IBM's Smarter Cities Challenge helps 100 cities around the globe improve education, infrastructure, public safety and economic development. Look how 10 winning cities are tackling tough problems.
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The road to building a smart city has speed bumps and potholes, cautions Sarah Wartell (inset photo), president of the Urban Institute. First, it's easy to get too smart about solving problems. "It's very cool and sexy to have computational scientists and researchers figuring how much data they can gather, but you want to make sure you're not overlooking much simpler solutions to problems," she warns.
Second, partnerships with the private sector are often touted, but Wartell said government agencies have to learn how to innovate and develop the capacity to sustain programs on their own after private entities have moved on.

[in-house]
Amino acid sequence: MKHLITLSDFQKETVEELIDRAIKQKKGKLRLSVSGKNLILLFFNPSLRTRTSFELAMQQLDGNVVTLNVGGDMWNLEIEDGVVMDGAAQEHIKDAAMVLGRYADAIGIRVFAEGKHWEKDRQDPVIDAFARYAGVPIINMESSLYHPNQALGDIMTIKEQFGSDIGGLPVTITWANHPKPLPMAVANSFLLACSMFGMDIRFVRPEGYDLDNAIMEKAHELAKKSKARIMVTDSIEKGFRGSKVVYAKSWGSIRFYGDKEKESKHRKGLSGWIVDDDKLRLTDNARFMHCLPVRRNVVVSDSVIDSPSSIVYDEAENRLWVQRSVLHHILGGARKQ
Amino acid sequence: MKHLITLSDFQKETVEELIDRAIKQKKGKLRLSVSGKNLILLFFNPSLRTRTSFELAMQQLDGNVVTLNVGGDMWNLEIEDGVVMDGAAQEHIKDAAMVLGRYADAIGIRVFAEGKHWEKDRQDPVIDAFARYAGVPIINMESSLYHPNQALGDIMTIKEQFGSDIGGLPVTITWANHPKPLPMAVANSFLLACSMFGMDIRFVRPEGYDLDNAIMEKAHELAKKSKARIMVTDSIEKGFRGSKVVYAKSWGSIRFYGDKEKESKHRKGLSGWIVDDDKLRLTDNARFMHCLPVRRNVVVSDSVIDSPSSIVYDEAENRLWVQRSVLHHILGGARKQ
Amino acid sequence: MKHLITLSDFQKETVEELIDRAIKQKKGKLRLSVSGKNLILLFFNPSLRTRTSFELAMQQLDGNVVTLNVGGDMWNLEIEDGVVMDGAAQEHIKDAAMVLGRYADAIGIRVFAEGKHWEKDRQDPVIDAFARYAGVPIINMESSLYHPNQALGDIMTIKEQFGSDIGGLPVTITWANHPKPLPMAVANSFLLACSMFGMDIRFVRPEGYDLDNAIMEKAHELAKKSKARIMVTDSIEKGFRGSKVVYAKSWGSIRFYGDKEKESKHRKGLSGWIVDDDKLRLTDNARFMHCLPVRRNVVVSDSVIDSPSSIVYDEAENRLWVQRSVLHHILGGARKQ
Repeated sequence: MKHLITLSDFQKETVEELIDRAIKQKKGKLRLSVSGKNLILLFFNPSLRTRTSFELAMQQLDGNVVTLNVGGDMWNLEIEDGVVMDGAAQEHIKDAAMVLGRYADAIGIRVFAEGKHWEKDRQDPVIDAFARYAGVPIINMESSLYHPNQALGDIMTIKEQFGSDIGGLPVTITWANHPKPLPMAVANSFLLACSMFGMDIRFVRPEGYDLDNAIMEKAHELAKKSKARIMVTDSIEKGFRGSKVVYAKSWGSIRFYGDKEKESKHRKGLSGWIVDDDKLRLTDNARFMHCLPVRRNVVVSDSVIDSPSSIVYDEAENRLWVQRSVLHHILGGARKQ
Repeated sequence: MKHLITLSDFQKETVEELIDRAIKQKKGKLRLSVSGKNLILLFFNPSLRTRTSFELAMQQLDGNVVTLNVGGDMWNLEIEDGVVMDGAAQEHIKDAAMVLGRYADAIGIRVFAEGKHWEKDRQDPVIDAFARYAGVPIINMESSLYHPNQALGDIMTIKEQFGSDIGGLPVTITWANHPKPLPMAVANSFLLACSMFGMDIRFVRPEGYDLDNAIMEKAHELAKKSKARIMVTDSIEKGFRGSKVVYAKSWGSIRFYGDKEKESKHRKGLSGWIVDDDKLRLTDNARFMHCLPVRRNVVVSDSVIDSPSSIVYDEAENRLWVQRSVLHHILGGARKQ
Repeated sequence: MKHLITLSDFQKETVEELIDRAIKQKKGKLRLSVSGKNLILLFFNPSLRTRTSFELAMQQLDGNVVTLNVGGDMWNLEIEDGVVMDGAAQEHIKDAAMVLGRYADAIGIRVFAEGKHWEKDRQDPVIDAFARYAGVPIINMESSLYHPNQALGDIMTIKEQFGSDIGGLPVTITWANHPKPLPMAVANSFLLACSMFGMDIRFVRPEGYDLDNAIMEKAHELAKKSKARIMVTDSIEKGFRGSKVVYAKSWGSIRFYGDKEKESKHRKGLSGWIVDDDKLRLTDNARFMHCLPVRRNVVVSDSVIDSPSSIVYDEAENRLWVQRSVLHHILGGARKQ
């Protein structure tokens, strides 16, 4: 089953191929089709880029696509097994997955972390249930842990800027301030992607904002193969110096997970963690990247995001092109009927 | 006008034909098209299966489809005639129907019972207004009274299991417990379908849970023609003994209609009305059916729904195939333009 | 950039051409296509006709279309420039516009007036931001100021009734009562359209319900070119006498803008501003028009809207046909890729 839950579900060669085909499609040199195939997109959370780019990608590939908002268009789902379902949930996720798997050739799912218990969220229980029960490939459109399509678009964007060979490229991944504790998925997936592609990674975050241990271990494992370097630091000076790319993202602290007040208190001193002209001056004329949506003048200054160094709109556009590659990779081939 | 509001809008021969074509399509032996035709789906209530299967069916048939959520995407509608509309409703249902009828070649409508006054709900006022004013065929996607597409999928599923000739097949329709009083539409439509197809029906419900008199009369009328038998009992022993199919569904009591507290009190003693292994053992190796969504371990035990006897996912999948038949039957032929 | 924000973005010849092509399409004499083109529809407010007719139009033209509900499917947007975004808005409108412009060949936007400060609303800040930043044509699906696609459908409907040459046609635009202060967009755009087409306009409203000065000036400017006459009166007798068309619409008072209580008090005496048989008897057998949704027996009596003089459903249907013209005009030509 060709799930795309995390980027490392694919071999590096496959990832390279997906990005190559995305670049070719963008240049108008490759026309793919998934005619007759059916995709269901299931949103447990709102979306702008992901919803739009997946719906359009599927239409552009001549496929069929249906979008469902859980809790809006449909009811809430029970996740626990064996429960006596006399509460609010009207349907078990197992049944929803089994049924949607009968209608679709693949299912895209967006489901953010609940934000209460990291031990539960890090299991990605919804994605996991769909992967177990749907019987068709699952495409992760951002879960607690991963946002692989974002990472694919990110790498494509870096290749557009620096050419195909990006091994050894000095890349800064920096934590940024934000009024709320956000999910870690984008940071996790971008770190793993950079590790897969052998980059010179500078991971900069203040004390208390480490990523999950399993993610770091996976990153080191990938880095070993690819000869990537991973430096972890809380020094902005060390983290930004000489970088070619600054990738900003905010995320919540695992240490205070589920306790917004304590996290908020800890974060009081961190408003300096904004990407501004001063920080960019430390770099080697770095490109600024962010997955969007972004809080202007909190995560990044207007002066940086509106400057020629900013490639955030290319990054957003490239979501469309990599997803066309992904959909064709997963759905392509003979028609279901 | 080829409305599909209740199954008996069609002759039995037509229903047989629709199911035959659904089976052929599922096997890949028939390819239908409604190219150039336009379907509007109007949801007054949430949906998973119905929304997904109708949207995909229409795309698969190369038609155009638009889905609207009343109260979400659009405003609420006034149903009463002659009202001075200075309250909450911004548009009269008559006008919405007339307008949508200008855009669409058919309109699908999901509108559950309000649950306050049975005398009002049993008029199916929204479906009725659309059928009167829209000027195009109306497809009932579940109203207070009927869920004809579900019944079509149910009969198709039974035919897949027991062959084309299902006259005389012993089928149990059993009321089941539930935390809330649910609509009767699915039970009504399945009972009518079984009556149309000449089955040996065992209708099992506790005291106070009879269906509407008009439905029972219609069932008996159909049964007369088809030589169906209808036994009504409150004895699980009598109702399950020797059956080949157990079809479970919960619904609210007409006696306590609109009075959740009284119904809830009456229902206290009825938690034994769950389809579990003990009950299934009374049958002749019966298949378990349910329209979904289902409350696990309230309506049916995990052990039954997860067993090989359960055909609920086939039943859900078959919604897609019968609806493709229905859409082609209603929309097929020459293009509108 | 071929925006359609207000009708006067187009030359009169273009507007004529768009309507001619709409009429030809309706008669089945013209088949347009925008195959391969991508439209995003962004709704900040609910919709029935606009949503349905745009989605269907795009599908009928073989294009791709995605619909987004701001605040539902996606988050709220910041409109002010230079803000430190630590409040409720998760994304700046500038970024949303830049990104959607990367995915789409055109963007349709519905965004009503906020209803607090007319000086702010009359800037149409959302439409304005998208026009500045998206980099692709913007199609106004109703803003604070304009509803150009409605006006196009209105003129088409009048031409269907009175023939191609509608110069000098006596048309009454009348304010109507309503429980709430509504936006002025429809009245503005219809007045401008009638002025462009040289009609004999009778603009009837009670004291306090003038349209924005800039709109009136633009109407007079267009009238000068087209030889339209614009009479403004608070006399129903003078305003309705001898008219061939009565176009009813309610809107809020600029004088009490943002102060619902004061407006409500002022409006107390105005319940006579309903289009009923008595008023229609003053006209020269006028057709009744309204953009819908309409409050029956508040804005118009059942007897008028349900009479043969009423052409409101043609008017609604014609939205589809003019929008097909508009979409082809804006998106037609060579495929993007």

Finally, the big data drive has cities looking for any and all sources of information to fuel data-driven decisions, but it's essential for cities to make sure they have comprehensive information. "Some data sets don't do a good job of measuring all citizens, and the people most in need often get missed," she says. "You want to make sure your data perspective is inclusive and fair."
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